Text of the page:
Nurse Practitioners and Incident-to Billing: The Indirect Billing Method

William J. Mazzocco Jr.


March 20, 2000

In This Article

General Incident-to Guidelines

The problem for practices is that there are no industry-wide standards for incident-to billing. Medicare is very specific about its incident-to requirements, but other insurers are more vague. Some insurers clearly deny its use by inserting such phrases as "physician only" or "the physician may not delegate" in rules or contracts. Incident-to billing for Medicare requires 4 basic components. Medicare's basic rules are not universal but they are used by many other third-party insurers. Each practice should obtain and review the appropriate information on incident-to billing before attempting to use this method.

  1. All new patients and old patients with new problems must be seen by the physician to first establish a treatment plan. (A new patient is defined as one who has not been treated by the practice for 3 years.) All core components of the exam must be personally performed by the physician. (There are exceptions to this rule, so it is imperative that the practice obtain the appropriate guidelines and criteria from insurance carriers and retain them for further reference.)

  2. For subsequent visits, the patient may be seen by a NPP. The NPP does not need to be an advanced practice provider (eg, NP or PA) but may be an RN, a medical assistant, or even an LPN, if permitted by the individual insurer. These services are billed under the physician's billing number at 100% of the physician's fee schedule.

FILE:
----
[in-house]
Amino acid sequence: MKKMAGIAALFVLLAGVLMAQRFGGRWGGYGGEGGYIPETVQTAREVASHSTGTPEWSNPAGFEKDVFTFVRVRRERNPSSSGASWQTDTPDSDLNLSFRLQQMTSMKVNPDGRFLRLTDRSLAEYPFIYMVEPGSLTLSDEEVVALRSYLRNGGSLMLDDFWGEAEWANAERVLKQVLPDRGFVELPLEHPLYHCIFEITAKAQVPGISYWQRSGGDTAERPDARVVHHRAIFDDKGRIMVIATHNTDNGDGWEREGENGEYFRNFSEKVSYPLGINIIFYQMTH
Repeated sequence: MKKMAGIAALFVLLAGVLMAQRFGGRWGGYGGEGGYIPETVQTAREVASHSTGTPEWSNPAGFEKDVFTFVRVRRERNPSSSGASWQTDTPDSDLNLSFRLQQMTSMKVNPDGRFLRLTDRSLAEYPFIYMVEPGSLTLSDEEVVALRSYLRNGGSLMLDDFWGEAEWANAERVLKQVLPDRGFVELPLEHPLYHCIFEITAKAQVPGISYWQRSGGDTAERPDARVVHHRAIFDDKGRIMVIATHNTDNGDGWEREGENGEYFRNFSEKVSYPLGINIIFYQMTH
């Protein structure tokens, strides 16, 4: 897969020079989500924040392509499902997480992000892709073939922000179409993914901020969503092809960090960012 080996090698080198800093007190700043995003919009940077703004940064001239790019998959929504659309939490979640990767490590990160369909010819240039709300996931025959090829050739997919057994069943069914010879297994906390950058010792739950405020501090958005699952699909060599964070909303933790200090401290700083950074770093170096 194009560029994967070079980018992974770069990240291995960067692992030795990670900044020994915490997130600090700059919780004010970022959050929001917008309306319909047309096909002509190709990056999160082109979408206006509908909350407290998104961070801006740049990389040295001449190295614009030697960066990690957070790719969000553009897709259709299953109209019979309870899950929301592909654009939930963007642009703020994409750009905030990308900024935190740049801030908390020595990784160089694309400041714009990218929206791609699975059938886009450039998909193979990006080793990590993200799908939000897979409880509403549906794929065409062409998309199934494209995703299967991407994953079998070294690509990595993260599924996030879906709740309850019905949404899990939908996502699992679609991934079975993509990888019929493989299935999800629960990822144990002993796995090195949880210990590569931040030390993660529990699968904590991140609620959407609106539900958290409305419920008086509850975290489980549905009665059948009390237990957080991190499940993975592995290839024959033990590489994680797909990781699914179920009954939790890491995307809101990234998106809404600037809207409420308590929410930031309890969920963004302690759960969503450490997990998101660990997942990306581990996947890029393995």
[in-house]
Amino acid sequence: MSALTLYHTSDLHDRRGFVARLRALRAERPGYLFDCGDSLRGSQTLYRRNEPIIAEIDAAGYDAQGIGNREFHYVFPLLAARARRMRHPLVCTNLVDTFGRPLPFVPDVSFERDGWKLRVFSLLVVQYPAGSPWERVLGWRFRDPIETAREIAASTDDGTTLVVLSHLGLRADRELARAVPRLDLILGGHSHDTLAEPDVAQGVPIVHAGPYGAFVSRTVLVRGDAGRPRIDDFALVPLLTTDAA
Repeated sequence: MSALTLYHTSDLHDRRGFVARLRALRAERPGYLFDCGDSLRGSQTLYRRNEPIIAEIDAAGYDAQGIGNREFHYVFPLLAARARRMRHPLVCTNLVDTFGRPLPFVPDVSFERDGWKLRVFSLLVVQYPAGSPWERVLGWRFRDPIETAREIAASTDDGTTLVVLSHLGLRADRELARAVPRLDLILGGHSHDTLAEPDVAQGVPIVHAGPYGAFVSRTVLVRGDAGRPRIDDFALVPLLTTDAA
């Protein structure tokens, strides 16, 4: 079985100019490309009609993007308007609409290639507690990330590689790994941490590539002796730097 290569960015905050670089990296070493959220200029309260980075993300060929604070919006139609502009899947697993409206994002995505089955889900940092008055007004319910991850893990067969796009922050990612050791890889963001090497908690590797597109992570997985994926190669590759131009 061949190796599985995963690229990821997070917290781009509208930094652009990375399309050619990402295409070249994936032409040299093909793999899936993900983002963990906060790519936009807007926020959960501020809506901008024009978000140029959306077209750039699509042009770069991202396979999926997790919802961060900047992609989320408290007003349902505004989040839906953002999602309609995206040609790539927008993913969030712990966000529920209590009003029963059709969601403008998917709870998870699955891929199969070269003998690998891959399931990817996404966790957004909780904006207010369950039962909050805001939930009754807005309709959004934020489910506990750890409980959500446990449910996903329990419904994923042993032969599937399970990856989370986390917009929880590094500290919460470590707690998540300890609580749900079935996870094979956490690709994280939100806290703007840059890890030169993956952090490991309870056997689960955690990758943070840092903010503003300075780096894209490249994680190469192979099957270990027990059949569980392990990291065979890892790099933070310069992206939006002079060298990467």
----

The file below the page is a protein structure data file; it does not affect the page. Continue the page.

3. During subsequent visits, a physician member of the practice must be physically present in the office suite while the nonphysician employee renders service to the patient. The office suite must be a well-defined, limited area. For instance, the entire hospital, nursing home, or medical office complex cannot be construed as the office.

  4. Incident-to billing cannot be used for hospital inpatient billing. The act that established Medicare divides reimbursement into Medicare Part A (reimburses the healthcare facility) and Medicare Part B (reimburses the medical provider). Delegation of duties and subsequent billing for those inpatient professional services are not permitted.


Comments on Medscape are moderated and should be professional in tone and on topic. You must declare any conflicts of interest related to your comments and responses. Please see our Commenting Guide for further information. We reserve the right to remove posts at our sole discretion.
Post as: